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Rome’s Seven Hills Points of Interest


Walking up from the Circus Maximus or Bocca della Verita is the Aventine Hill. Up top you’ll find the Giardino degli Aranci, the Orange Garden, which has a panoramic view of St. Peter’s Basilica. Keep walking and you’ll find the Knights of Malta headquarters and the famous keyhole through which is a view of the St. Peter’s Basilica Dome.


Located just south of the Colosseum is the Caelian Hill. Its most popular sightseeing destination is the Baths of Caracalla.

When the weather is nice the local Romans flock to the gardens at the Villa Celimontana.


Location of Rome’s city hall and Capitoline Museum.


The top of the Esquiline Hill is where the very important papal church Santa Maria Maggiore is located. This is the largest church in Rome dedicated to the Virgin Mary. It has maintained its paleo-Christian foundations, which date back to the 5th century. Inside you’ll find 12th-century mosaics. And notably the “architect of Baroque Rome” Gianlorenzo Bernini is also entombed here.

Palatine Hill

Location of the original founding of Rome and where ancient Roman Forum and Colosseum are located.

The Vatican Hill, Janiculum Hill, and Pincian Hill where you’ll find the Via Veneto and Borghese neighborhoods, were not part of the original seven hills.

Each hill is a neighborhood to be explored. But as they say, Rome wasn’t built in a day, and thus cannot fully be explored in a day.


Location of Piazza Barberini. The Presidential Palace for the Republic of Italy is located on the Quirinal and is aptly named Palazzo del Quirinale.


Close to Rome’s Termini train station is the Viminal Hill. Most notable here is the remains of Baths of Diocletian.

Rome Seven Hills Map

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B. Pincio Lookout and Park

Piazza del Popolo is linked with the heights of the Pincio, the Pincian Hill of ancient Rome. There are pedestrian steps leading up beside a waterfall to the Pincio park, where a balustraded lookout, supported by a triple-arched nymphaeum is backed by a wide gravelled opening set on axis with the piazza below; formally-planted bosquets of trees flank the open space. The planted Pincio in turn provides a link to the Villa Borghese gardens.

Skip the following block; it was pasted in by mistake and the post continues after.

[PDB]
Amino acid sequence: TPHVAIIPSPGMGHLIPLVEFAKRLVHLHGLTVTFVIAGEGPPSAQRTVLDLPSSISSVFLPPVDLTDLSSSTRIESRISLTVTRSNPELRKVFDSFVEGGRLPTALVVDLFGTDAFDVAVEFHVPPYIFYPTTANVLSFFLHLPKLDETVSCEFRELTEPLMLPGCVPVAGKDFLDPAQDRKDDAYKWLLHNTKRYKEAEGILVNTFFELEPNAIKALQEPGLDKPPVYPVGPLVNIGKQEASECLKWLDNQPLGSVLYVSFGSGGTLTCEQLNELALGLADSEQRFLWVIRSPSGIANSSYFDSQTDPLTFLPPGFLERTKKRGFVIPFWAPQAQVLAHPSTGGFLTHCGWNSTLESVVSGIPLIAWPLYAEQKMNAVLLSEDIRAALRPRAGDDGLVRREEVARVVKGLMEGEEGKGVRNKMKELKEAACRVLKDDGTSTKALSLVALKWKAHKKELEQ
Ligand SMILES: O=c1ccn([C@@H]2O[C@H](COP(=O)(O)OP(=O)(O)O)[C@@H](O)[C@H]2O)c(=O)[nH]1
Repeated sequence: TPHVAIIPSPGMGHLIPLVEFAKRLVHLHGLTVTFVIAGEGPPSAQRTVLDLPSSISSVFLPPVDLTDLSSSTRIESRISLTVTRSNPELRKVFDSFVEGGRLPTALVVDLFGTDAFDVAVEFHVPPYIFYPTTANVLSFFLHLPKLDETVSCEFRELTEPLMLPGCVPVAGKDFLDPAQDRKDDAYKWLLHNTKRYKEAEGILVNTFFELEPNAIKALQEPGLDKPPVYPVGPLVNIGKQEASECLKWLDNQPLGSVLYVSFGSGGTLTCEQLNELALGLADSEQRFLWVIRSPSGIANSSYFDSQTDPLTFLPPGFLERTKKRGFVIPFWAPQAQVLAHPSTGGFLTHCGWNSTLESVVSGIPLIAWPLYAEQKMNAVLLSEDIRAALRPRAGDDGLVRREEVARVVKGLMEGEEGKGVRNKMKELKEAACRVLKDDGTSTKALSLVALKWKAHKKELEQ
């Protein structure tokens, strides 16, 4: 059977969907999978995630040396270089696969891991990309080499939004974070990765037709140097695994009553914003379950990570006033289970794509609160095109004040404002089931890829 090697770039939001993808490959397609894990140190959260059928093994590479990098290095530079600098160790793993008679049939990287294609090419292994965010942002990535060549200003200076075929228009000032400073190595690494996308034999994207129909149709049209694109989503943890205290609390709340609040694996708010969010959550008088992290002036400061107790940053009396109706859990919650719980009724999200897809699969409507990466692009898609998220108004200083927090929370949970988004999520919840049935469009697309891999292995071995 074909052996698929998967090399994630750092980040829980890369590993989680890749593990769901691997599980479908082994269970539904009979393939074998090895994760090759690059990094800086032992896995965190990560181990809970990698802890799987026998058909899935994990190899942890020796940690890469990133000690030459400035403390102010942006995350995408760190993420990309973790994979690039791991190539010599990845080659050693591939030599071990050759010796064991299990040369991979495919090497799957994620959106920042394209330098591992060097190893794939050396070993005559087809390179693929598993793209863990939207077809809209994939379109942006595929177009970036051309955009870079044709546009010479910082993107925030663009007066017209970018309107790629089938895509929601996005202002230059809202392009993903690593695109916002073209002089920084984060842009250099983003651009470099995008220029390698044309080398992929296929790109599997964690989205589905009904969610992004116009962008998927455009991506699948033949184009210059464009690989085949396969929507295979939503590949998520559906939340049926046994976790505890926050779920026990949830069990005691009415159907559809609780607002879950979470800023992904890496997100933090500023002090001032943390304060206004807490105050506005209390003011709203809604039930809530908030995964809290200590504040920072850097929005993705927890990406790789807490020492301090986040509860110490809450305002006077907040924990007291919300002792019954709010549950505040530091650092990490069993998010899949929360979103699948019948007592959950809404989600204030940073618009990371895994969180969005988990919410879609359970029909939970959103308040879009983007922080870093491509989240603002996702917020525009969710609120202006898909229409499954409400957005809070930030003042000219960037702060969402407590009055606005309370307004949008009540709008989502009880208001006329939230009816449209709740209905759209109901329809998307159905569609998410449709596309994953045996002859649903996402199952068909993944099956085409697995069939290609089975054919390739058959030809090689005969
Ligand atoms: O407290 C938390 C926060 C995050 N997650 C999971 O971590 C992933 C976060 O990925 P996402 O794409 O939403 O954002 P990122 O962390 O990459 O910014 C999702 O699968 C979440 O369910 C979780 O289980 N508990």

C. Borghese Gardens & Museum

D. Santa Maria della Vittoria

Roman Catholic titular church and minor basilica dedicated to the Virgin Mary located in Rome, Italy. The church is known for the masterpiece of Gian Lorenzo Bernini in the Cornaro Chapel, the Ecstasy of Saint Teresa.

E. Via Veneto

F.  Quirinale

G. Doria Pamphilj Gallery

H. Monti Neighborhood

I. Aventine Hill – Key Hole View

J. Via Beniamino Franklin – Testaccio Market

K. Villa Farnesina rome

Renaissance suburban villa in the Via della Lungara, in the district of Trastevere in Rome, central Italy. The villa was built for Agostino Chigi, a rich Sienese banker and the treasurer of Pope Julius II. Between 1506–1510, the Sienese artist and pupil of Bramante, Baldassarre Peruzzi, aided perhaps by Giuliano da Sangallo, designed and erected the villa. Chigi also commissioned the fresco decoration of the villa by artists such as Raphael, Sebastiano del Piombo, Giulio Romano, and Il Sodoma. The themes were inspired by the Stanze of the poet Angelo Poliziano, a key member of the circle of Lorenzo de Medici. Best known are Raphael’s frescoes on the ground floor; in the loggia depicting the classical and secular myths of Cupid and Psyche, and The Triumph of Galatea. This, one of his few purely secular paintings, shows the near-naked nymph on a shell-shaped chariot amid frolicking attendants and is reminiscent of Botticelli’s The Birth of Venus.